Day 47: Monday, 22nd July. 1100 we set sail again from Lerwick. At 0200 the next morning we anchored in a bay by the Orkney Islands. It was a beautiful little spot where farming properties met the sea. We could see the homesteads, barns and smells of manure. So tranquil and far from the madness of cities. Tonight would be our first night of darkness in a month.

Day 48: Tuesday, 23rd July. James had just told Carrie of the Guinness Book of Records shortest flight in the world being right here, in the Orkneys from Westray to Papa Westray. We were right in the middle of the flight path. Land on the left and land on the right. The words had barely left James’ mouth when he saw a plane taxiing down the run way. ‘Grab your cameras …. this is it!’ How lucky were we! The small, possibly 12 seater took off from the left, flew overhead and landed on the right side. My video timed the flight at 1 minute 53 seconds but the Guinness Book of Records states 53 seconds. There must have been good tailwinds on that day.

Thanks to Carrie for her photos!

Between the Orkney Islands we headed westward around Cape Wrath. Thought it may have had the name for good reason so kept ourselves wide around the cape and headed south to the Isle of Skye.

Keeping wide around Cape Wrath.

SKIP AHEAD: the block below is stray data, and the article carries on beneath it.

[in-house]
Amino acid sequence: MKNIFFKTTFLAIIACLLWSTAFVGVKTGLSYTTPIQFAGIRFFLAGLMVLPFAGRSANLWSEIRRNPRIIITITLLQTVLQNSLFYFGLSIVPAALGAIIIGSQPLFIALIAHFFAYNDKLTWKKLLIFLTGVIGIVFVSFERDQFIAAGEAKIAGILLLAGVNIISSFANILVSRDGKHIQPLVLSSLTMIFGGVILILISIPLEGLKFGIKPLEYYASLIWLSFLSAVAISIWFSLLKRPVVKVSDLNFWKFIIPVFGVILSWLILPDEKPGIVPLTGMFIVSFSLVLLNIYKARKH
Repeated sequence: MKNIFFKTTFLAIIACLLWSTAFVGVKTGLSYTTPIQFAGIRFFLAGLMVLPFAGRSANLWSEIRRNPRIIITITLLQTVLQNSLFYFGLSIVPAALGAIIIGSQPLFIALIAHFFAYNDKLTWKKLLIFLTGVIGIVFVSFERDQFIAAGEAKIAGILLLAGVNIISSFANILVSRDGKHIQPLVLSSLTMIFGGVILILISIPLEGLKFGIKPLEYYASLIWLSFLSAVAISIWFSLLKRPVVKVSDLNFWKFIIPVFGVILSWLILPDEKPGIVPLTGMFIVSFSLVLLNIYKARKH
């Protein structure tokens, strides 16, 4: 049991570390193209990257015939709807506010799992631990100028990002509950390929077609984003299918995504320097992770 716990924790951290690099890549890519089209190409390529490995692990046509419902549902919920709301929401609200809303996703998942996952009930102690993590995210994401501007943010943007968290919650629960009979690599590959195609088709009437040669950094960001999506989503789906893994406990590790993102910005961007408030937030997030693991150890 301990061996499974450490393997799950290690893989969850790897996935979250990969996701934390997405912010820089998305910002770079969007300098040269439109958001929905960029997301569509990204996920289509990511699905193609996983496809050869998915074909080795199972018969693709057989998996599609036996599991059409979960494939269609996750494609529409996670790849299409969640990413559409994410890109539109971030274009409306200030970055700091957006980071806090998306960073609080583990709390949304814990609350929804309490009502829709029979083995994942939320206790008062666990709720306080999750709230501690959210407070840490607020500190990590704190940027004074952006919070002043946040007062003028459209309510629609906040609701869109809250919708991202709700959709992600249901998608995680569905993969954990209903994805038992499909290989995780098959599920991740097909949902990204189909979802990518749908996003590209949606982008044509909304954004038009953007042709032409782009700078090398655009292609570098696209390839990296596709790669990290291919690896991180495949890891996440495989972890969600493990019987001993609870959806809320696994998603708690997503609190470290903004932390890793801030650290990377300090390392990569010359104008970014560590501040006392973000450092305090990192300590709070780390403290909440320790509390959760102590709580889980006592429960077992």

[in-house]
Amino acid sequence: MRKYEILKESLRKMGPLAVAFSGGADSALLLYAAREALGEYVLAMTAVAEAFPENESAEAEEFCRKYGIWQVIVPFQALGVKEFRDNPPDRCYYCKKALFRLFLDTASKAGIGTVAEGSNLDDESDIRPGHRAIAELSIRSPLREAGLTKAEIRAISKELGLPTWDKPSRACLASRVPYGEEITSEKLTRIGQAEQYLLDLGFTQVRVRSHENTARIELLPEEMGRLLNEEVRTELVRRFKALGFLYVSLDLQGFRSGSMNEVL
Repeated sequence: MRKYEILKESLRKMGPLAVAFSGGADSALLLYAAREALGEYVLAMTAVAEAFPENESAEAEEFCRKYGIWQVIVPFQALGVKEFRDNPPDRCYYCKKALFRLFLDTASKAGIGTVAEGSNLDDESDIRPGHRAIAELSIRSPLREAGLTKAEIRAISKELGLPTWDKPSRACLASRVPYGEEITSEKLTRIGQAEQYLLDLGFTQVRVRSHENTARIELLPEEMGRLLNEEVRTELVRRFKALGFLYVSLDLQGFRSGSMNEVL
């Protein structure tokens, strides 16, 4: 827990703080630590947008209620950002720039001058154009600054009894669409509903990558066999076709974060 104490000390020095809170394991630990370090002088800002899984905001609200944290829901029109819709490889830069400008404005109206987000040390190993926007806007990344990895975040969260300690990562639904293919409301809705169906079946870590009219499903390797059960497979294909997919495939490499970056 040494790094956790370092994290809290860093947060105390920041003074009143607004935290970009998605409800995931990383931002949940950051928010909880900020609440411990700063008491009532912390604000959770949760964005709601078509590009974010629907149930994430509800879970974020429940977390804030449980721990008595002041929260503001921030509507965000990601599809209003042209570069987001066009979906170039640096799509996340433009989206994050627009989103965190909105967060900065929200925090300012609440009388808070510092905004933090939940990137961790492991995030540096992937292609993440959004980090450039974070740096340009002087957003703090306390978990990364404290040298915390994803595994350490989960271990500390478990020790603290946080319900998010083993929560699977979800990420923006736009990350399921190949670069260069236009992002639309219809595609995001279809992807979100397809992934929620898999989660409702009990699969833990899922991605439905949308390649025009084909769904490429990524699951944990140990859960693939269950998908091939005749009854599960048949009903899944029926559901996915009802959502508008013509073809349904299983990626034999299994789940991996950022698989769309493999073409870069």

Day 49: Wednesday, 24th July. At 1940 we sailed into the Isle of Skye anchoring over night at Isleornsay Harbour.

Day 50: Thursday, 25th July. James couldn’t help himself but race another yacht around a rocky point off the coastline. Winds had picked up to 30 knots and the old racing instinct kicked in and James was off on his own little tangent.

Day 51: Friday, 26th July. We had a days sailing to the Isle of Man. Then, an amazing experience with dolphins. A pod of six or so appeared beside our bow. Like teenage boys they chased and played literally for hours. For 5 hours through the Irish Sea. You would wonder are they territorial or do they have to find their way back to where they came from. Whales, turtles and dolphins always pass us but we think that’s the area they live in. Obviously no! But, as I write this I realise we only move at 6-7 knots so over a 5 hour period we have only moved about 50 kms which isn’t that far for these slick swimmers. Mid afternoon we anchor at West Tarbert Bay.

Day 52: Saturday, 27th July. At 0630 French Kiss departs West Tarbert and is set on course for the Isle of Man.